More particularly, the invention is directed to a computer implemented method of enabling a user to organize and analyze information in electronic form. The method operates by searching a first set of documents to thereby generate a second set of documents. The invention automatically creates a first group comprising the second set of documents. The invention analyzes the first group according to one or more analytical functions to thereby generate a third set of documents. The invention automatically creates a second group comprising the third set of documents. The invention enables selective iteration of any of these operational steps.
The invention also generates objects corresponding to process components of this work flow. The user can re-execute the work flow (process) by traversing the objects, or create a new process by modifying the objects.
Further features and advantages of the invention, as well as the structure and operation of various embodiments of the invention, are described in detail below with reference to the accompanying drawings. In the drawings, like reference numbers generally indicate identical, functionally similar, and/or structurally similar elements. Generally, the drawing in which an element first appears is indicated by the leftmost digit(s) in the corresponding reference number.
The present invention will be described with reference to the accompanying drawings, wherein:
1. Overview of the Invention
The invention is directed to a system, method, and computer program product for managing knowledge. The knowledge that is being managed comprises documents of interest to users. Such documents may be in any form, such as but not limited to text, images, graphics, audio, video, multimedia, applications, etc., and combinations thereof.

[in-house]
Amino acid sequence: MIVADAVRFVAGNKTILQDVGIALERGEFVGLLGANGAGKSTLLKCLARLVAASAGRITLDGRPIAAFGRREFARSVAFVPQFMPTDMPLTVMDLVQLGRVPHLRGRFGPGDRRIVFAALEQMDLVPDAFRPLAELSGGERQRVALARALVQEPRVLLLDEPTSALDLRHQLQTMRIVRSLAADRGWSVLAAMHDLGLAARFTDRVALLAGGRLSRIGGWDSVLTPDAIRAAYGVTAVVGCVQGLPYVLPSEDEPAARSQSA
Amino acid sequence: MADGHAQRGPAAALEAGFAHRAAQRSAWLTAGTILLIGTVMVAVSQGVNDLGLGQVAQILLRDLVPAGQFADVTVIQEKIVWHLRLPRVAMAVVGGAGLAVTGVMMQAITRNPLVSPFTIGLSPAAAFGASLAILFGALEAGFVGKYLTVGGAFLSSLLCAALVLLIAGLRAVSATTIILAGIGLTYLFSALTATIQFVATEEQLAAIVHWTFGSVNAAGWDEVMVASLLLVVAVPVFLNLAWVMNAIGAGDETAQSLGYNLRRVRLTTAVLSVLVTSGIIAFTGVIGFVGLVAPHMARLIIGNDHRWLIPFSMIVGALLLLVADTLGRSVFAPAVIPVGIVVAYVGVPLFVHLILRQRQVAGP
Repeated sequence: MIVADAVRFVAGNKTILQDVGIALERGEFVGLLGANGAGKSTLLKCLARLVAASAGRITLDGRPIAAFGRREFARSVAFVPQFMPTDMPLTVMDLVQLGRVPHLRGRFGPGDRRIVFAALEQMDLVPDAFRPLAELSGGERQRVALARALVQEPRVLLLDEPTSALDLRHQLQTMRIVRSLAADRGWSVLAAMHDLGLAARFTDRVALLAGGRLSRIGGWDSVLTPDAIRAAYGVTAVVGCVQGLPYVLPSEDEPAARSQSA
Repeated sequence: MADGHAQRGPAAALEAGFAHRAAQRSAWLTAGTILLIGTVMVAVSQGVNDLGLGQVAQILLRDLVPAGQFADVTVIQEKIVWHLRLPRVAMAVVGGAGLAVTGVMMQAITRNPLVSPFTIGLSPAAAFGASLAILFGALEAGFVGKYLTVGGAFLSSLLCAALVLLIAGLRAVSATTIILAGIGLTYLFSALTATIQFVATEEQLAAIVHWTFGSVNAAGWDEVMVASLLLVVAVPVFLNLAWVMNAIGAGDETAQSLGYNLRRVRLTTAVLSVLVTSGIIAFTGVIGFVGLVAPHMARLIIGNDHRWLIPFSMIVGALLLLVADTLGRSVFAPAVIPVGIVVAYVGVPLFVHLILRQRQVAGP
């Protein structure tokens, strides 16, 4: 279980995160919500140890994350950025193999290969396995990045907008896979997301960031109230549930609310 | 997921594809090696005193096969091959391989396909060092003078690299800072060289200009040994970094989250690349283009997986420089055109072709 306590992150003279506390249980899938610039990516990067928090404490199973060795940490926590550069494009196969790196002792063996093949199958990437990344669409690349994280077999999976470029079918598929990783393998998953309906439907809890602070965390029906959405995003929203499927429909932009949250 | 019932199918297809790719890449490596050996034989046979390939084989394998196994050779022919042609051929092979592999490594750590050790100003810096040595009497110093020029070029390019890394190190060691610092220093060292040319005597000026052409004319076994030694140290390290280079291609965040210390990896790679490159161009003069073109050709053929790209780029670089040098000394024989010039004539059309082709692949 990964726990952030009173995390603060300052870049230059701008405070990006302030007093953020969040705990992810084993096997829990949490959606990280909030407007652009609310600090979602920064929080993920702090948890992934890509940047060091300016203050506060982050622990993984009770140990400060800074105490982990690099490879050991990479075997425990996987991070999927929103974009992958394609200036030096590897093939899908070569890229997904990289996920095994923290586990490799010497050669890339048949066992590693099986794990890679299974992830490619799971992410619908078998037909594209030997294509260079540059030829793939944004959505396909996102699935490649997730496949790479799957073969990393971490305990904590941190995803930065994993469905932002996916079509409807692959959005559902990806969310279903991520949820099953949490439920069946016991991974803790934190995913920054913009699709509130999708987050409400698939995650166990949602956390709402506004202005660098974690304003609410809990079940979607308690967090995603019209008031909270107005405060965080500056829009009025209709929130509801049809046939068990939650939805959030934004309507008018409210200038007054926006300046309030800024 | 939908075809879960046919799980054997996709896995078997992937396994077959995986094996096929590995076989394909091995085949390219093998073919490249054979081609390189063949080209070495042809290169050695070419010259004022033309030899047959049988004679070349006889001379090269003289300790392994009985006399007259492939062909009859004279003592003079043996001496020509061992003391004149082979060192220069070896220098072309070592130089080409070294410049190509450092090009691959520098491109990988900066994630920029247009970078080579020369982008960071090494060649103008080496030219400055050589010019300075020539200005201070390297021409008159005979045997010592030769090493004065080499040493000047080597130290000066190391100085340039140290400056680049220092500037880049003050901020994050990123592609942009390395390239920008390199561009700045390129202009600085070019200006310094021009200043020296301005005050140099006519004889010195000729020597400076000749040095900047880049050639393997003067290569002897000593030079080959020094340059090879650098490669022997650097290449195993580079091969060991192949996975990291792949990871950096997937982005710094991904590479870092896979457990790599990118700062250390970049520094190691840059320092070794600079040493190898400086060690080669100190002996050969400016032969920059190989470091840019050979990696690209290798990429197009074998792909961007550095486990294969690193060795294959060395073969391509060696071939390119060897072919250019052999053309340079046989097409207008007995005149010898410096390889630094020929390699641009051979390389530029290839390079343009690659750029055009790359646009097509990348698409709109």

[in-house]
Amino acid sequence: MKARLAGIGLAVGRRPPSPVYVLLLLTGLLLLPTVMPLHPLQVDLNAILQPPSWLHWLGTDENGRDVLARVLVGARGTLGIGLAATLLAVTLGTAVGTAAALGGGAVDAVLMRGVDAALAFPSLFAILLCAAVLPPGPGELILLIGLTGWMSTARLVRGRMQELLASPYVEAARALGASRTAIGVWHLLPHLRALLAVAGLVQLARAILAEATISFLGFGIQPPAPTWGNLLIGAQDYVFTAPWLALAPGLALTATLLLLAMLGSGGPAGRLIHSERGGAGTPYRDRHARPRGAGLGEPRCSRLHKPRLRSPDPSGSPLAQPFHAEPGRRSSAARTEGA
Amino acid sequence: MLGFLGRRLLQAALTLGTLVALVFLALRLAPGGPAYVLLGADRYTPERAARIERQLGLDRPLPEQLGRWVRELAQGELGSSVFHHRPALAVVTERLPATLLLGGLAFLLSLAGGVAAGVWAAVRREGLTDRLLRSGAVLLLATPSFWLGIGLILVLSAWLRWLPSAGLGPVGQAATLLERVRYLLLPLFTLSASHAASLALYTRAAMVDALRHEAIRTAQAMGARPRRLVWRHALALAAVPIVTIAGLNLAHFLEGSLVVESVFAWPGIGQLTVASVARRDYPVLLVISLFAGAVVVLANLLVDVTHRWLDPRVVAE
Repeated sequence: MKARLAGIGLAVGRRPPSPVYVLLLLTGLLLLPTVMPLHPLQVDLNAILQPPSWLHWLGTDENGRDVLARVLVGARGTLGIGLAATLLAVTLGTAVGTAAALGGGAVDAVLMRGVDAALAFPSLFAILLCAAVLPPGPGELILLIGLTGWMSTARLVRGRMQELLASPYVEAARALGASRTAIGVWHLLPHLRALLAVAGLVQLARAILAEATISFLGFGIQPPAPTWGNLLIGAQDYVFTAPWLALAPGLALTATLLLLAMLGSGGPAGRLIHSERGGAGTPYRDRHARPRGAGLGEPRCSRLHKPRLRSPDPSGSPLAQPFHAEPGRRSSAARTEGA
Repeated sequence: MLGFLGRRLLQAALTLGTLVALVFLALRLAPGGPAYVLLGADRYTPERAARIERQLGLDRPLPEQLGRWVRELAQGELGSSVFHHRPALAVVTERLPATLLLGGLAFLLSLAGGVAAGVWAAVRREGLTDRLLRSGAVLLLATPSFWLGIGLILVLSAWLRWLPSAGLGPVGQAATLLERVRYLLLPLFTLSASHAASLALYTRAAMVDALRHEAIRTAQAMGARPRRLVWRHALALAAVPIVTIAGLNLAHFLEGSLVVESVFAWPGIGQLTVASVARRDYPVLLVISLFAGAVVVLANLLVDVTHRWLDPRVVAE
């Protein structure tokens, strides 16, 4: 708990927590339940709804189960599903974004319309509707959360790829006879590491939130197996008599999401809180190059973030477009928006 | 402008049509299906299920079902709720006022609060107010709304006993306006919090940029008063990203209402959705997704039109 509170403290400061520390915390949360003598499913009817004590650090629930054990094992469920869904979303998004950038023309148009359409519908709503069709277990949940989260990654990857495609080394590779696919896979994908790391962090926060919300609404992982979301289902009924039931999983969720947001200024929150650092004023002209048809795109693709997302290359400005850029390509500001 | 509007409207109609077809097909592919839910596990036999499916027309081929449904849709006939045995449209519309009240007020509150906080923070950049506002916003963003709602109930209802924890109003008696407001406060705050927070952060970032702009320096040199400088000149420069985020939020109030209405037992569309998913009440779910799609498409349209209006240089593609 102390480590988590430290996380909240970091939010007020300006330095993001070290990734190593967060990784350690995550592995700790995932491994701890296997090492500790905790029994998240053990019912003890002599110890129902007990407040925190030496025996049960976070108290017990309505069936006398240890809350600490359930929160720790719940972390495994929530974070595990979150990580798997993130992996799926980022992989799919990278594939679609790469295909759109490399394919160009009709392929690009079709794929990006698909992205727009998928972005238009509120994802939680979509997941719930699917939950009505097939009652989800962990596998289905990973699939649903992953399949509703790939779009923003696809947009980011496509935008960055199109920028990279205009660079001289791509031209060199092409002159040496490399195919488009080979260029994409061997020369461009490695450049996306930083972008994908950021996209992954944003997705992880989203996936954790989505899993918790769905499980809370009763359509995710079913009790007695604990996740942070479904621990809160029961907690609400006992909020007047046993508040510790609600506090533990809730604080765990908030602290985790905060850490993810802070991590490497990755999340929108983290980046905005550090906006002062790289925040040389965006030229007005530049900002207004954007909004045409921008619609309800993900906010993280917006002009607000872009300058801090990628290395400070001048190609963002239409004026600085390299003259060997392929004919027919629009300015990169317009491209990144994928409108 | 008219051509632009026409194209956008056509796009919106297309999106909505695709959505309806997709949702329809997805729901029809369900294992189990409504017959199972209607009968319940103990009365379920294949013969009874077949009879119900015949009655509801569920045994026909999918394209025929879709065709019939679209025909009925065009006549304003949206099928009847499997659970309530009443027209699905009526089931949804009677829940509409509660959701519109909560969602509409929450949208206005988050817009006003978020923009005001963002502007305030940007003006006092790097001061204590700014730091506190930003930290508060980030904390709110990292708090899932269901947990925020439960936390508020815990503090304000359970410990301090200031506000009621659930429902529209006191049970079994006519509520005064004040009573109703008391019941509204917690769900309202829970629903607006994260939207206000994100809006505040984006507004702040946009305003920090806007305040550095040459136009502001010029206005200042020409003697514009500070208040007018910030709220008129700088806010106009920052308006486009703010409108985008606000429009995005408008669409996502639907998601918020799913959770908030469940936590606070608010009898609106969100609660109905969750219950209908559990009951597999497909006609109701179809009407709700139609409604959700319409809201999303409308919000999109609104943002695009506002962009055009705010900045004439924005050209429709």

The invention provides a number of functions for processing and manipulating knowledge. Typically, the functions that are performed are selected by users. More particularly, users select the functions that are to be performed, and the sequence in which those functions are performed. This is referred to as “work flow” or “process.”
According to embodiment of the invention, work flows can be saved. In other words, the invention supports persistent work flows or processes. The invention achieves persistent processes through the use of objects. These objects can be manipulated and re-used to achieve a number of advantages.
The invention shall now be described in greater detail.
2. Description of the Knowledge Management System (KMS)
The system 102 includes a plurality of databases 116 that store documents, such as patent related information and other information (unrelated to patents).
A knowledge management system (KMS) 114 accesses and processes the information in the databases 116. In particular, the KMS 114 includes modules that are capable of semi-automatically and automatically accessing and processing the information in the databases 116 in an document-centric and/or group-oriented manner. Such processing includes, but is not limited to, reporting, analyzing, and planning.